I recently stumbled on a practical example of statics being a bitch. I was using TableLayout for a Swing app; and at a later point required a hardware-accelerated canvas which I decided to integrate with LibGDX + scene2D UI. The problem is, LibGDX also relies on TableLayout, but the TableLayout uses statics and is therefore singular by design. In the end, I couldn't smoothly integrate Swing + LibGDX TableLayout into the same application, and had to re-write my own GUI elements for the GL canvas.

With that said, static is obviously a good idea for constants and convenience methods (like Math). Or, if you are just writing your own internal code, and don't care about its scalability.

The two clues in this post are "your own internal code" and "scale of your own project".

When you're right at the top level, making a game (not a library, or even code you're particularly planning on using in other games), static can help make things much neater.

Cas Smiley

Offline Cero
« Reply #8 - Posted 2013-07-18 22:53:55 »

Generally speaking: the only reason static seems like a good idea is because you haven't looked beyond the scale of your own project.

I recently stumbled on a practical example of statics being a bitch. I was using TableLayout for a Swing app; and at a later point required a hardware-accelerated canvas which I decided to integrate with LibGDX + scene2D UI. The problem is, LibGDX also relies on TableLayout, but the TableLayout uses statics and is therefore singular by design. In the end, I couldn't smoothly integrate Swing + LibGDX TableLayout into the same application, and had to re-write my own GUI elements for the GL canvas.

With that said, static is obviously a good idea for constants and convenience methods (like Math). Or, if you are just writing your own internal code, and don't care about its scalability.

The two clues in this post are "your own internal code" and "scale of your own project".

When you're right at the top level, making a game (not a library, or even code you're particularly planning on using in other games), static can help make things much neater.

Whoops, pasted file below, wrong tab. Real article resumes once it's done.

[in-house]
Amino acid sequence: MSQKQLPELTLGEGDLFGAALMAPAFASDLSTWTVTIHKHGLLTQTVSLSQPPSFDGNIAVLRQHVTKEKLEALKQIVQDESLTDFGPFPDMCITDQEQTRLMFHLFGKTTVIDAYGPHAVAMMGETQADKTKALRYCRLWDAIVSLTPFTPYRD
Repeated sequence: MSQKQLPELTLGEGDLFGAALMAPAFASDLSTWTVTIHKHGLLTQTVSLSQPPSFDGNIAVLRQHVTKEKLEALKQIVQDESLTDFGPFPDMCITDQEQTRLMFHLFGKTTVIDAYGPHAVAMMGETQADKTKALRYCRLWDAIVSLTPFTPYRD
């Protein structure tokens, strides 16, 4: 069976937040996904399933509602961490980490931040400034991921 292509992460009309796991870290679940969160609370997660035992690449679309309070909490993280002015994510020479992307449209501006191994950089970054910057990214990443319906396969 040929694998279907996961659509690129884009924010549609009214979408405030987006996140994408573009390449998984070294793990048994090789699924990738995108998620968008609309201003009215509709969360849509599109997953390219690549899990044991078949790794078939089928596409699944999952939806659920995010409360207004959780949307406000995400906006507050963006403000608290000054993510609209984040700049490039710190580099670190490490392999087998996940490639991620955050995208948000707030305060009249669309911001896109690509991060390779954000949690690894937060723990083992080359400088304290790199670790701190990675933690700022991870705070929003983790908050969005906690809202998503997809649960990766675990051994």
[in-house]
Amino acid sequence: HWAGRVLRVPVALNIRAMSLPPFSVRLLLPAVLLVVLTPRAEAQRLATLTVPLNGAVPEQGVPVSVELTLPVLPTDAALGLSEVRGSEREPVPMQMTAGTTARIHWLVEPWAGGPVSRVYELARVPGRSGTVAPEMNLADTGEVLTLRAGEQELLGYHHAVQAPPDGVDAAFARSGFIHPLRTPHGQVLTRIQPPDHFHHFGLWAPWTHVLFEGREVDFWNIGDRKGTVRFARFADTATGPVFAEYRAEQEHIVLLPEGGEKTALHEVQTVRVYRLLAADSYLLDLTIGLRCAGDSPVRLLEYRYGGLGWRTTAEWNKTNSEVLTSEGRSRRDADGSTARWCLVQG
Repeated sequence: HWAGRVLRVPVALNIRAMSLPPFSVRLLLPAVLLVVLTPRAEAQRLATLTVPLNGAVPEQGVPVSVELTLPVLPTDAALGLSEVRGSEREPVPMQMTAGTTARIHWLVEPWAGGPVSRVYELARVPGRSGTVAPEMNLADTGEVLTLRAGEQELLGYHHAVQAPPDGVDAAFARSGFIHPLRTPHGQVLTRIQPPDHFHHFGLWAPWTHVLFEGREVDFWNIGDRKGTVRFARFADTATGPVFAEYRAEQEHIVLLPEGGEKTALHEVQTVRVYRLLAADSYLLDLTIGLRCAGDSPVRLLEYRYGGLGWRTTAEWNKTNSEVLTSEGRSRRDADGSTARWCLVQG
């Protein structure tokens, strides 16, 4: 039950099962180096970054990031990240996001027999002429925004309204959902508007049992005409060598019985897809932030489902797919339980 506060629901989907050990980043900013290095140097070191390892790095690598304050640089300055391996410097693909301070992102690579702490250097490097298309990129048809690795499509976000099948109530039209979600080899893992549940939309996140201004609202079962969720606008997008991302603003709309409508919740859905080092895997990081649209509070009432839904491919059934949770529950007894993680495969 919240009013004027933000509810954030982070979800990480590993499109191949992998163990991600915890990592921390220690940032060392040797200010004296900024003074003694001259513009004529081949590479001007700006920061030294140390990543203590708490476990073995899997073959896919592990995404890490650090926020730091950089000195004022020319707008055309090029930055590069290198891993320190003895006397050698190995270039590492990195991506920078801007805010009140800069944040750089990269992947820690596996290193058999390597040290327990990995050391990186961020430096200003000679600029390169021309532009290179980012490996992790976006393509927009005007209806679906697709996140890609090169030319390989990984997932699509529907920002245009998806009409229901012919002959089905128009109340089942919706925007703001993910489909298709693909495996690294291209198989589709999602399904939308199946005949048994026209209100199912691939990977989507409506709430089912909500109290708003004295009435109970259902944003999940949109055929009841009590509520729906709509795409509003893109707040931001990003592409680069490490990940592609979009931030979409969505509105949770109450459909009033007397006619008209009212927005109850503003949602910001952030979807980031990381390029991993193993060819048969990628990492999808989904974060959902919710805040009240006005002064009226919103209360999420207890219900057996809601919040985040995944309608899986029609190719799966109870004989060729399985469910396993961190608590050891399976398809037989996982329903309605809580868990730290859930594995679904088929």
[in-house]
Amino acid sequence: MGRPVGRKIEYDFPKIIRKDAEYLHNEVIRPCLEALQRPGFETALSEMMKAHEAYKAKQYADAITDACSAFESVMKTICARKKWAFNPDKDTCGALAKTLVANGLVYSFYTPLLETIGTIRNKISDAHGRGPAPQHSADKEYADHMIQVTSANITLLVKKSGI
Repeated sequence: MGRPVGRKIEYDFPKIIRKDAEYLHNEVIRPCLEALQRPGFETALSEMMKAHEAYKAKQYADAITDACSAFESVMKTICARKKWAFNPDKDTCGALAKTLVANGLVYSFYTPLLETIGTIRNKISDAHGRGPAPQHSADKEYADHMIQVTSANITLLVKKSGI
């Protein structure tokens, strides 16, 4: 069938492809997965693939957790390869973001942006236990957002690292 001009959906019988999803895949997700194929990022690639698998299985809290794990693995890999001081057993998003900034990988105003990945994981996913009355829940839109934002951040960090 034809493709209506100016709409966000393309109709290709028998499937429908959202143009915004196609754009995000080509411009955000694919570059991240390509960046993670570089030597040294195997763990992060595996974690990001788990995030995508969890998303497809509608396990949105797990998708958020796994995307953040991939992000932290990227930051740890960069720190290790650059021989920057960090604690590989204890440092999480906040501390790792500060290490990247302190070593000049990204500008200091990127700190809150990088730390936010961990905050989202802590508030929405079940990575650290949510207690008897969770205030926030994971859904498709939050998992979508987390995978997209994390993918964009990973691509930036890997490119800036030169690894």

Cas Smiley

I love how cas always writes what I think.
Best practices and good software design are really for 3rd party libraries and stuff.
If you, and maybe just a handful people you know personally are ever going to use that code, and it makes sense, just use static.
Be aware of the problems, but dont let that stop you in your own code if you feel that it makes things easier.

Offline relminator
« Reply #9 - Posted 2013-07-19 02:18:04 »

Just use something until it gives you trouble.  Until then don't worry and just code.
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Offline jonjava
« Reply #10 - Posted 2013-07-19 10:12:59 »

I remember talking about static/global state in another (slightly derailed) thread. An explanatory question is asked at the 31:20 timestamp (video). Don't use static just for kicks. If you don't know why you're using static then you shouldn't use it.

[EDIT]: Oh I forgot to link the actual thread I was talking about and the video in it :V

Thread: http://www.java-gaming.org/topics/loading-multiple-images/24878/msg/212172/view.html#msg212172

Video: http://www.youtube.com/watch?v=-FRm3VPhseI

Offline princec

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« Reply #11 - Posted 2013-07-19 10:24:54 »

That is really a general maxim for any programming construct.

Cas Smiley

Offline erikd

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« Reply #12 - Posted 2013-07-25 18:38:41 »

In my own games I happily ignore a lot of those 'best practices':
* Using static methods when it just makes the most sense (typically when one would otherwise write singletons).
* Making fields public (especially final ones) when it makes things more concise.
* Not using unit testing or worrying about 'test coverage' (in most cases, test-driven development doesn't help anyway)

But you do have to be very careful with static fields (which includes enums) if you plan to release on Android.
On the desktop you can be sure that if you start a java program, that classes are initialised (so also its static fields) and that for example static initialisers (as in static {...}) are called.
On Android otoh, you can not rely on that: It will happily reuse classes from a previous run and not call these static initialisers and re-initialise static fields.
Something to keep in mind!